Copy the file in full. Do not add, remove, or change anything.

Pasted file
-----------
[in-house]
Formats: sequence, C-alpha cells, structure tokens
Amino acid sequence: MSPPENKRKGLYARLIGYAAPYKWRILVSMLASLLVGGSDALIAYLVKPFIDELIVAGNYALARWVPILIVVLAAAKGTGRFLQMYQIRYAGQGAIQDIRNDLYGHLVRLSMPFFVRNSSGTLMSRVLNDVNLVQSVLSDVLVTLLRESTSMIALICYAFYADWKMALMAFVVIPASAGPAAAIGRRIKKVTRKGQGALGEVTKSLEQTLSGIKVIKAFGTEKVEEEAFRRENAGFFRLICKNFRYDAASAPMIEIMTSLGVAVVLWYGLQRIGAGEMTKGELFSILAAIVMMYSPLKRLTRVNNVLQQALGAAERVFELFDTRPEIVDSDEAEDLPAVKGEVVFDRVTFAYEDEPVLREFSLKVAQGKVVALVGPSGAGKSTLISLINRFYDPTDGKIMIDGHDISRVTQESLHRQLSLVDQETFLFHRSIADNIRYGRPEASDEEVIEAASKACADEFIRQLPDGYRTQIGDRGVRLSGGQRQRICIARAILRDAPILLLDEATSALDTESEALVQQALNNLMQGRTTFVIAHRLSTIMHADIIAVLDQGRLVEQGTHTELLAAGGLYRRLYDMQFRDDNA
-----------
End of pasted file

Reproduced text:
[in-house]
Formats: sequence, C-alpha cells, structure tokens
Amino acid sequence: MSPPENKRKGLYARLIGYAAPYKWRILVSMLASLLVGGSDALIAYLVKPFIDELIVAGNYALARWVPILIVVLAAAKGTGRFLQMYQIRYAGQGAIQDIRNDLYGHLVRLSMPFFVRNSSGTLMSRVLNDVNLVQSVLSDVLVTLLRESTSMIALICYAFYADWKMALMAFVVIPASAGPAAAIGRRIKKVTRKGQGALGEVTKSLEQTLSGIKVIKAFGTEKVEEEAFRRENAGFFRLICKNFRYDAASAPMIEIMTSLGVAVVLWYGLQRIGAGEMTKGELFSILAAIVMMYSPLKRLTRVNNVLQQALGAAERVFELFDTRPEIVDSDEAEDLPAVKGEVVFDRVTFAYEDEPVLREFSLKVAQGKVVALVGPSGAGKSTLISLINRFYDPTDGKIMIDGHDISRVTQESLHRQLSLVDQETFLFHRSIADNIRYGRPEASDEEVIEAASKACADEFIRQLPDGYRTQIGDRGVRLSGGQRQRICIARAILRDAPILLLDEATSALDTESEALVQQALNNLMQGRTTFVIAHRLSTIMHADIIAVLDQGRLVEQGTHTELLAAGGLYRRLYDMQFRDDNA